11 meter Moxon Antenna suitable for 27MHz CB.
Dimensions can also be used on lower 28MHz Amateur Radio operation band.
The main advantage of Moxon rectangle antenna’s are :
- Compact and Light Weight
- Considerable Directional gain over Isotropic.
- Lower noise on Horizonal Polarisation
- Easy to construct from tube or wire
- Suitable for HF DX operation (mid-low Horizontal radiation angle)
The Moxon antenna has proven popular because of the ease of construction and low cost, but still yields exceptional HF DX results at low mounting in clear space. Obviously like most antenna’s the higher it is mounted above the ground and nearby obstructions, the performance will improve markedly.
Some use Bamboo or squid poles in an X with wire as the elements, while others prefer tube elements from a central boom with wire and a non conductive spacer between the element tips. This method allows the coax feed point to be supported by the boom more conveniently.
Apparently the configuration of the elements folding and interacting combine to present the coax feedpoint with a 50 Ohm load to the transceiver avoiding the requirement for any matching or balun.
Like any antenna construction project, you will need to ensure that the SWR is acceptable in this form prior to transmitting for any length of time at full power to prevent damage to your finals.
The below diagram is a PLAN View, or view from above looking down on the layout of the elements as if they were placed on the ground.
A- 392.09 cm (154 3/8 inch)
B- 58.62 cm (23 1/16 inch)
C- 11.25 cm (4 7/16 inch)
D- 73.4 cm (28 7/8 inch)
E- 143.27 cm (56 7/16)
Construction PLAN view using aluminium tubing on Horizontal main boom and heavy copper wire on sides between front Director and back Reflector tubes with insulator between wires. NOT TO SCALE!
Gain, Radiation Pattern (mounted at approx 30feet)
Gain : Approx 10-11dBi (30 feet above the ground)
Freq range : 27.300 MHz – 28.300 MHz
MFJ-1890 10 Meter Moxon Antenna
(Tested on 10 meters & 11 meters/CB Band)
MFJ MOXON Quick Look From CBRADIOMAGAZINE.com
The MFJ-1890 is a lightweight aluminum antenna designed to operate in the 10 meter band and we had hoped that with a little messing around we could get it to tune to the 11 meter cb band.
What is a Moxon antenna? Here is a quote from wikipedia for the definition:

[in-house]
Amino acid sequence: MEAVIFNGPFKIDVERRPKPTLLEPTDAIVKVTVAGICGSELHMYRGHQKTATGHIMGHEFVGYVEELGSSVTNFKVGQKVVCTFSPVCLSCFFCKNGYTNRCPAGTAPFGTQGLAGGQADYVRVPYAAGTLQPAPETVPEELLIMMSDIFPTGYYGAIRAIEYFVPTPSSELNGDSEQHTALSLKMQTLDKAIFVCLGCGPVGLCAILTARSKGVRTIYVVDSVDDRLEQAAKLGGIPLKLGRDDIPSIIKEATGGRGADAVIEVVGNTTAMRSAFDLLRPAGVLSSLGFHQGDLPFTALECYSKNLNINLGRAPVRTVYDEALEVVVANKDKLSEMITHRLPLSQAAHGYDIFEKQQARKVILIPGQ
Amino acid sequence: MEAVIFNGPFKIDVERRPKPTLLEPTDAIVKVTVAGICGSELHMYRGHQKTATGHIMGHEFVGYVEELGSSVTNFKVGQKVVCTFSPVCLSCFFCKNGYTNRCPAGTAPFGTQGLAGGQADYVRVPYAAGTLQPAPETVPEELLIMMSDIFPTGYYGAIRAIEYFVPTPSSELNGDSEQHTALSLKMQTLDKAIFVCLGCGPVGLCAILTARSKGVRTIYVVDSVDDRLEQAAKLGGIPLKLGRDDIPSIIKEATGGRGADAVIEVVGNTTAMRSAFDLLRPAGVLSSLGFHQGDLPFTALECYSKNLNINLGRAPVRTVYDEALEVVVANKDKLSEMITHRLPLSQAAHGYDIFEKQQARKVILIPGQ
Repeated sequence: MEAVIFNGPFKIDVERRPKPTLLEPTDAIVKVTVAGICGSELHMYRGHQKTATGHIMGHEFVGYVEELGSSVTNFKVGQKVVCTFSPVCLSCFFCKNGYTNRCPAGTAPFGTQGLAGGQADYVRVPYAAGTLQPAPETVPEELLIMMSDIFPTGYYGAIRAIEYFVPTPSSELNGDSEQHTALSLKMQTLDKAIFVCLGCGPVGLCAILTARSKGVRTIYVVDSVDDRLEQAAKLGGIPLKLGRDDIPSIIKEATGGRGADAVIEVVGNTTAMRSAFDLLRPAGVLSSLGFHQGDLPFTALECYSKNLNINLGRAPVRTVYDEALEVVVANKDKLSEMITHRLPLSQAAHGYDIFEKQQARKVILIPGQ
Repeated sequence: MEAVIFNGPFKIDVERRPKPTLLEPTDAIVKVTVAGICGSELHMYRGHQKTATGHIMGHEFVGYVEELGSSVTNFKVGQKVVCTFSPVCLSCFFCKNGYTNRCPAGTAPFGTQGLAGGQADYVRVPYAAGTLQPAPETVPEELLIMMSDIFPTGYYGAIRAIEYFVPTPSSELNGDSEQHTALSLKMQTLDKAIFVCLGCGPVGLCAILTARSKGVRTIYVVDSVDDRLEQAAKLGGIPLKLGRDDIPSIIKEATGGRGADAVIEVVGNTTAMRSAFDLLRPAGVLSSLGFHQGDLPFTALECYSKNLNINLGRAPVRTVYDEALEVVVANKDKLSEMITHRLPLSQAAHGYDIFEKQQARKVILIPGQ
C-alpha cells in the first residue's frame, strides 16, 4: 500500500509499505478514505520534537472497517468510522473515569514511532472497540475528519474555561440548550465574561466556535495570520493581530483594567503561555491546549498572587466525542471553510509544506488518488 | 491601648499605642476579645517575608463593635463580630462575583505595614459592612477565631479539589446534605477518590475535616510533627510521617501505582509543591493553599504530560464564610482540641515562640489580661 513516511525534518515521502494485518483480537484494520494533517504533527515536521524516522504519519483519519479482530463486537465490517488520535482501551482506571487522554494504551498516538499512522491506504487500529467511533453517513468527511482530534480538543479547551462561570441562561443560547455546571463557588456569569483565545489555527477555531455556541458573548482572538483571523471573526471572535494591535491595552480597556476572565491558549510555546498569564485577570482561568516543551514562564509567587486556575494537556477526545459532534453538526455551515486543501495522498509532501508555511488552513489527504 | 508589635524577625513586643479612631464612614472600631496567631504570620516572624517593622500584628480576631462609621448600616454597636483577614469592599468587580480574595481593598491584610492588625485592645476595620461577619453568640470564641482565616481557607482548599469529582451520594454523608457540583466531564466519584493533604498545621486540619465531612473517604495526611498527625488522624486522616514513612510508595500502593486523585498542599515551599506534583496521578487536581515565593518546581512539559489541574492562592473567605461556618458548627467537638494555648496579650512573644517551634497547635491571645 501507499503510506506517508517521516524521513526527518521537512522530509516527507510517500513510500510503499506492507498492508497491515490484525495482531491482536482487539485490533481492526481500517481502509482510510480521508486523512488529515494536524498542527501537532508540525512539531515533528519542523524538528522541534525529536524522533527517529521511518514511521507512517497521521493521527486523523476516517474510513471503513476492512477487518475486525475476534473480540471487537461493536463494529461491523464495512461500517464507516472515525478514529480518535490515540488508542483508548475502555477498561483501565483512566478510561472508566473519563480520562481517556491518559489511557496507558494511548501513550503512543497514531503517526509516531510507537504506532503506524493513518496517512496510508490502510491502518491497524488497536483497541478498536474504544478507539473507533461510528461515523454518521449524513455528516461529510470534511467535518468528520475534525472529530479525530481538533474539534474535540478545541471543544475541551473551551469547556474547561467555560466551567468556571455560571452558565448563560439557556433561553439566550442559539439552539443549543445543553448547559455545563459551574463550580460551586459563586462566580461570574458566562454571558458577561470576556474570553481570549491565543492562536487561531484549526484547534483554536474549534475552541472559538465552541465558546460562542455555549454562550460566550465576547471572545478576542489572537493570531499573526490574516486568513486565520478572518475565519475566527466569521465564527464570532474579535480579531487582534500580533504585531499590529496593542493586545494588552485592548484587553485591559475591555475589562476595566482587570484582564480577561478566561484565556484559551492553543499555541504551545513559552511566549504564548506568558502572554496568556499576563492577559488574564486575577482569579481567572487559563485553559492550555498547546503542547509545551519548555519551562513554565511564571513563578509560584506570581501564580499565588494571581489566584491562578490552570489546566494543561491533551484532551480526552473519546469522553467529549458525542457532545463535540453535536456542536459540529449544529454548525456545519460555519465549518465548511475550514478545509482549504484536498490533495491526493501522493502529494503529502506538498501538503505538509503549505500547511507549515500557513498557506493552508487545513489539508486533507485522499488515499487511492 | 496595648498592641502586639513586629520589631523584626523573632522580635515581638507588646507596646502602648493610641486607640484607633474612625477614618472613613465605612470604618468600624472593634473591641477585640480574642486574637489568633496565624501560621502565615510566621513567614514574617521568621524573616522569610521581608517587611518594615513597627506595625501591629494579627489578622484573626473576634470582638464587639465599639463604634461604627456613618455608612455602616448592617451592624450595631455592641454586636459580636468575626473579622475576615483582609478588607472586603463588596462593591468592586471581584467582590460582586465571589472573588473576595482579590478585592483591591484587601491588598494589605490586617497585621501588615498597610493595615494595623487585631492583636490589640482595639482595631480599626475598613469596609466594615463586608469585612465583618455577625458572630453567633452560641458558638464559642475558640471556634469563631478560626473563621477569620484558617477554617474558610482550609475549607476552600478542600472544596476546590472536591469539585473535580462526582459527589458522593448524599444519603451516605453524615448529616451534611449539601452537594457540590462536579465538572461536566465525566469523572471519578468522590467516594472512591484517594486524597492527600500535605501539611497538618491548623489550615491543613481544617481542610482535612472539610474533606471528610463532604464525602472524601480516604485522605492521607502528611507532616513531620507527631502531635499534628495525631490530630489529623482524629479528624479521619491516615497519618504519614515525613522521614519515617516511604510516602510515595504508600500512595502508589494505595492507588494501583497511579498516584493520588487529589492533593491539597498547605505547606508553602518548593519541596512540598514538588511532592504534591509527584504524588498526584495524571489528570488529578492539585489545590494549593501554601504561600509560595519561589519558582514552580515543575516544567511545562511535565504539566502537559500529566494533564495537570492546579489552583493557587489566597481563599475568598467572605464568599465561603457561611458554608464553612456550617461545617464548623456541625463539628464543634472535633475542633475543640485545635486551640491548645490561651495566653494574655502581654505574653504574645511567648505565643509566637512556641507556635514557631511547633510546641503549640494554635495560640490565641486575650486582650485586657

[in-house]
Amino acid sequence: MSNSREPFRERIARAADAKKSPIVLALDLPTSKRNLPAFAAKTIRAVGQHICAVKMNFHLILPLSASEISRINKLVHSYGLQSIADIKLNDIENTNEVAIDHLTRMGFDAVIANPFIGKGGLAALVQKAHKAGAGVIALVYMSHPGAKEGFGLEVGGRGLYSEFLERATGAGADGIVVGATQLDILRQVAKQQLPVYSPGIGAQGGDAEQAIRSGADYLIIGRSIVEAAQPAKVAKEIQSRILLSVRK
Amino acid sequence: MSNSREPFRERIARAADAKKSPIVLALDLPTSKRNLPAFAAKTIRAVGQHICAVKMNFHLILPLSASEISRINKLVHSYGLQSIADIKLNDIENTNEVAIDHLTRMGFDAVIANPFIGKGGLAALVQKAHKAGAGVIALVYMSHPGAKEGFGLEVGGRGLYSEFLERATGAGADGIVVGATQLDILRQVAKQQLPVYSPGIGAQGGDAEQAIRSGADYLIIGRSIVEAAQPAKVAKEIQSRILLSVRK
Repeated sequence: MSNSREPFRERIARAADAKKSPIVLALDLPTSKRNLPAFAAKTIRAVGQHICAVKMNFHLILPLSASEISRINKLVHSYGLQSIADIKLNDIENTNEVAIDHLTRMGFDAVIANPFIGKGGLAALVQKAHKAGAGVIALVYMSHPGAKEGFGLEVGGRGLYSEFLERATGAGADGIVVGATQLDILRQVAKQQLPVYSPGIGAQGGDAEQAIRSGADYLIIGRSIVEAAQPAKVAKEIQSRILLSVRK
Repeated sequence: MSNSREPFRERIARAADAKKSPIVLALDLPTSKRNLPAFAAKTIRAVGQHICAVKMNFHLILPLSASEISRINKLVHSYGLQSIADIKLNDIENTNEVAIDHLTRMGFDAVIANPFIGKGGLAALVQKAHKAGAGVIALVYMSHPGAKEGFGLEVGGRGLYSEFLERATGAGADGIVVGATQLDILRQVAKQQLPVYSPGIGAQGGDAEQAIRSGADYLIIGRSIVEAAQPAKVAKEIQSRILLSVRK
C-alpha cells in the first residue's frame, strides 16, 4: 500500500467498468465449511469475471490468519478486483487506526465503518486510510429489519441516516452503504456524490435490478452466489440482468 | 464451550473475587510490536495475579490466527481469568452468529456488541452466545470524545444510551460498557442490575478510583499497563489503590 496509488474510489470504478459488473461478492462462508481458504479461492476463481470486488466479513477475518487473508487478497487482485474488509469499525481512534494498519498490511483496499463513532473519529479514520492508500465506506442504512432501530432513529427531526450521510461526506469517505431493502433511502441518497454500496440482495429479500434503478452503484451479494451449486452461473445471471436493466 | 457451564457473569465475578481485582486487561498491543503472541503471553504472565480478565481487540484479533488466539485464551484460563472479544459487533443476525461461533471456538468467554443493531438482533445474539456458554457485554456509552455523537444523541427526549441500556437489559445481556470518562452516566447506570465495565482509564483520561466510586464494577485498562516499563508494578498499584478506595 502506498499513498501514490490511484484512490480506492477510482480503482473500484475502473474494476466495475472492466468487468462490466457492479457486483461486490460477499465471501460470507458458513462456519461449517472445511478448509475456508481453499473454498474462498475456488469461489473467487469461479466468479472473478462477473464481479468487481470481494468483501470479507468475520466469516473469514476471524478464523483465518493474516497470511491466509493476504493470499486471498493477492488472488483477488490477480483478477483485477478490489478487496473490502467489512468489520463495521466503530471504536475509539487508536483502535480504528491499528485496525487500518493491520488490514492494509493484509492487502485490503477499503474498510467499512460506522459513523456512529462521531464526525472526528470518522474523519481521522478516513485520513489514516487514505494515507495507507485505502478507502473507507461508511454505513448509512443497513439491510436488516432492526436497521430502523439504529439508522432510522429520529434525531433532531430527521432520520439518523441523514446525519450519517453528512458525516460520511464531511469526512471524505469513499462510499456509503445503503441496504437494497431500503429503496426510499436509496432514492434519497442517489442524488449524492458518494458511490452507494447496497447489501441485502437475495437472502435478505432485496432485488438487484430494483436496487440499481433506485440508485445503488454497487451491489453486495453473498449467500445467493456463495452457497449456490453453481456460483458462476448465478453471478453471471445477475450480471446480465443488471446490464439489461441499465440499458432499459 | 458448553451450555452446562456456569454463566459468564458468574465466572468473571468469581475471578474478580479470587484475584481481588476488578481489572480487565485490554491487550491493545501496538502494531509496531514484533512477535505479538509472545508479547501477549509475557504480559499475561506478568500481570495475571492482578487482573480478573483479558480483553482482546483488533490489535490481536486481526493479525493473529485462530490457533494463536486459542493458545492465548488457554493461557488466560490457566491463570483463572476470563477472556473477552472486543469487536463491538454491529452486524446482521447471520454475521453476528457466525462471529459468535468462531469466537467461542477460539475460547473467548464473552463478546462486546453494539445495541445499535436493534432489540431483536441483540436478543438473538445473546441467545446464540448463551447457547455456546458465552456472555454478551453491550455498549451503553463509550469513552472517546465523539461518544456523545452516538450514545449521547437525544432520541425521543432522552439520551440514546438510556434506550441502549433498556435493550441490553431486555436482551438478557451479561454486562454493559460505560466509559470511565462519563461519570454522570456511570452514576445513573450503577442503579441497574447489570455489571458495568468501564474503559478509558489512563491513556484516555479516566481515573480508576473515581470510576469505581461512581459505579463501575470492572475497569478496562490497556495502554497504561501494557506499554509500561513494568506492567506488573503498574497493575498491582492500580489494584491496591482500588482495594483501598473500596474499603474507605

“The Moxon Antenna is a simple two element parasitic array antenna that is popular with Amateur Radio enthusiasts for its simplicity of construction. The design is rectangular, with roughly half the rectangle being the driven element and the other half being the reflector. It can by thought of as a Yagi Antenna with bent elements and without directors.”
The antenna is credited to Les Moxon G6XN, and while it is well known by most ham operators, many CB’ers may be unaware of this design. The Moxon offers excellent front to back gain and good rejection as well. It’s footprint is probably the biggest positive attribute, as it’s only 12 feet in total length (6 feet on either side of the boom) and in a horizontal profile it’s a very stealthy-looking antenna compared to a Yagi or a V Quad.
We also tested the rejection and I turned the antenna around to see how much the signal dropped off and his signal went from a S5-S7 down to a S2.
Quite impressive for a two element antenna.
The advertised forward gain for this antenna is 3.3 dBi and the front to back rejection is listed as 30dB.
MFJ MOXON COMPLETE ASSEMBLY AND ANTENNA WALKTHROUGH HERE on CBRADIOMAGAZINE.com
2 thoughts on “11 meter Moxon Antenna”
I live in an antenna restricted area. I am wondering what would be the effect of building this all out of wire and have it break over in the middle such as an inverted V so that it could lay flat directly on the roof shingles out of sight.
I would be very tempted to give it a go -ONLY if your roof is not metal and the wires dont end up too close(?) to your metal gutters.
Also the direction would have to be right where you want to work as well. Hope you roof crest lies in a DX direction from your location.
Consider a DDRR underneath the roof (slate SHINGLES??) Are they RF transparent? Stick a bit in a microwave with a glass of water and see if the bit of shingle heats up to see.